The Egyptian authorities have sent a message to Israel asking the government not to allow Turkish aid to get through to the Gaza Strip, Channel 10 TV has reported. Egypt’s move was made in the context of the reconciliation efforts being made by Ankara and Tel Aviv.
“The main obstacles facing Turkey-Israel reconciliation talks are the Turkish demand to have a direct route to Gaza in order to send aid for the Palestinians and the Israeli demand that Turkey deports Hamas leaders and bans their activities,” an unnamed official told the Israeli TV channel. “Egypt has asked Israel not to allow Turkey to have any kind of government-level activities in Gaza, which is controlled by Hamas, which is an offshoot of the Muslim Brotherhood and enjoys official Turkish support.”
According to Israel’s former ambassador to Turkey, Alon Liel, the two countries “must reach an agreement within three to four weeks at most”; he warned of the failure of the talks if they are extended beyond this time. “Israeli is seeking to a reach an agreement with Ankara over the natural gas pipeline to Turkey before a scheduled meeting between Netanyahu and his Greek and Cypriot counterparts scheduled for 28 January.”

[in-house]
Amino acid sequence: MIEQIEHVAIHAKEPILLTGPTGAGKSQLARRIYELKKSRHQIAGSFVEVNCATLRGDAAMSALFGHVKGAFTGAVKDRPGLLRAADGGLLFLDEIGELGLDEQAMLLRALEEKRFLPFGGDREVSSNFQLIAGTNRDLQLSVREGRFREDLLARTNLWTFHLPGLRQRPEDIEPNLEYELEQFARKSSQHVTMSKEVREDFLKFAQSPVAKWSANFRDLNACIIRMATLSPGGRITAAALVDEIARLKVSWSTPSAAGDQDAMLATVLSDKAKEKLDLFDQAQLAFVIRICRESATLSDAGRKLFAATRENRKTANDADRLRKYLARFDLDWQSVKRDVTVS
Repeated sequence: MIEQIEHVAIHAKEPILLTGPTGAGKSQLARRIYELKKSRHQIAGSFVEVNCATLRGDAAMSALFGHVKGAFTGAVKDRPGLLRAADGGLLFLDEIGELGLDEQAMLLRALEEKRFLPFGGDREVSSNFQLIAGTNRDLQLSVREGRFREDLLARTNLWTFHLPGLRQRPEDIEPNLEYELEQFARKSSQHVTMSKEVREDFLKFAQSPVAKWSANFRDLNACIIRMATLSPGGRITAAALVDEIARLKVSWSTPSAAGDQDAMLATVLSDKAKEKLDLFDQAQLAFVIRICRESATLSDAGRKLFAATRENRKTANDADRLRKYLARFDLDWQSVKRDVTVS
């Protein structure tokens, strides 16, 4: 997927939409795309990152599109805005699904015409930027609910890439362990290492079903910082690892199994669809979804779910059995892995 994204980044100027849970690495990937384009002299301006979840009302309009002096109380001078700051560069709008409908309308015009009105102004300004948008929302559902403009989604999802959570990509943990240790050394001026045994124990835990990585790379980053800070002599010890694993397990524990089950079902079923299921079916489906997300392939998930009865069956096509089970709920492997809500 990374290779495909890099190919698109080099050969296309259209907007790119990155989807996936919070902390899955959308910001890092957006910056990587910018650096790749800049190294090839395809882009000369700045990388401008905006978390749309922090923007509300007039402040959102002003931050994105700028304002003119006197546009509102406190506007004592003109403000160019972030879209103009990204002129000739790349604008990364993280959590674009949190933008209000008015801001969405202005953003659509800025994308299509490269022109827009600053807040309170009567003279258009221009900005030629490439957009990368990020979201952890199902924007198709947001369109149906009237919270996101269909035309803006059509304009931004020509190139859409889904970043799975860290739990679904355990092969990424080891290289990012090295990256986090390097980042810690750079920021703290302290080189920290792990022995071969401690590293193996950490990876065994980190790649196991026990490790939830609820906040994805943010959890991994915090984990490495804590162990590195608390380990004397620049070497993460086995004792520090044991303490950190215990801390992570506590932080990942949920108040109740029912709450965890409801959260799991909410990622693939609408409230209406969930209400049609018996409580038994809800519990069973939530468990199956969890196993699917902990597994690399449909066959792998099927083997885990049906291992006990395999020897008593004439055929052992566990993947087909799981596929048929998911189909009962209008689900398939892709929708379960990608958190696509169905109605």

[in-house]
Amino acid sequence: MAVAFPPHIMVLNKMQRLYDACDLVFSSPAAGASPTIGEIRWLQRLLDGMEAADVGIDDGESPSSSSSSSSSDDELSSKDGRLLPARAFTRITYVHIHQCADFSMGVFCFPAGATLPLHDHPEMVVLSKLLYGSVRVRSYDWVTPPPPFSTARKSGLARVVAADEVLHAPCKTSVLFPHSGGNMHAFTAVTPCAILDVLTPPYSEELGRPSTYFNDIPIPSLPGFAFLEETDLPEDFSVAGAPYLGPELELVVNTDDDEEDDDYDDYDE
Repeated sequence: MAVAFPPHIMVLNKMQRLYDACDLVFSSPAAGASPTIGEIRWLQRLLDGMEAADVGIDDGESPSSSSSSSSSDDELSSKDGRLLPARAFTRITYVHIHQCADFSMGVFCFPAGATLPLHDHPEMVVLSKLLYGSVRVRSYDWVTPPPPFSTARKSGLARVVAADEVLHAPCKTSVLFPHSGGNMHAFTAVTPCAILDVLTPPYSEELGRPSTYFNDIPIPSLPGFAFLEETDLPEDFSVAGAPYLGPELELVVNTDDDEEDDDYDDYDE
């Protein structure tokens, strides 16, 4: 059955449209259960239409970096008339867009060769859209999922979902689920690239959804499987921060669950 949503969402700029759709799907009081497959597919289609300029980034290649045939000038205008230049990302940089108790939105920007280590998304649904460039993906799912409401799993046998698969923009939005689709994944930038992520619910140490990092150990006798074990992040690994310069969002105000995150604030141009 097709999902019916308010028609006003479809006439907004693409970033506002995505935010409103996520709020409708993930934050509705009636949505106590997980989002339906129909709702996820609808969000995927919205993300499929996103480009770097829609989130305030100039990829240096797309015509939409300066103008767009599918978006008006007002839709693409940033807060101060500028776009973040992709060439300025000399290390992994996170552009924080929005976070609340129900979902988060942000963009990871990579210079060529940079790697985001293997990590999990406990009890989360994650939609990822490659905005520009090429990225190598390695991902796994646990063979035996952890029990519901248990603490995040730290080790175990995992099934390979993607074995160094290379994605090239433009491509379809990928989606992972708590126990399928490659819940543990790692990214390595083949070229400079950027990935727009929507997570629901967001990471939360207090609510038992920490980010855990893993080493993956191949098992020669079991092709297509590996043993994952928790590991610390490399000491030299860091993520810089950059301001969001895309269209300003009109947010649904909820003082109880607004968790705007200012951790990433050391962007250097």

Turkey has placed conditions on any restoration of diplomatic relations with Israel: Tel Aviv must apologise for the attack on the Freedom Flotilla taking aid to Gaza in 2010; pay compensation for the families of the 9 Turkish citizens killed during the attack by Israeli commandos; and lift the blockade of the Gaza Strip.
To date, Israel has only agreed to apologise and pay compensation. Prime Minister Benjamin has made it clear that he will not lift the siege of Gaza.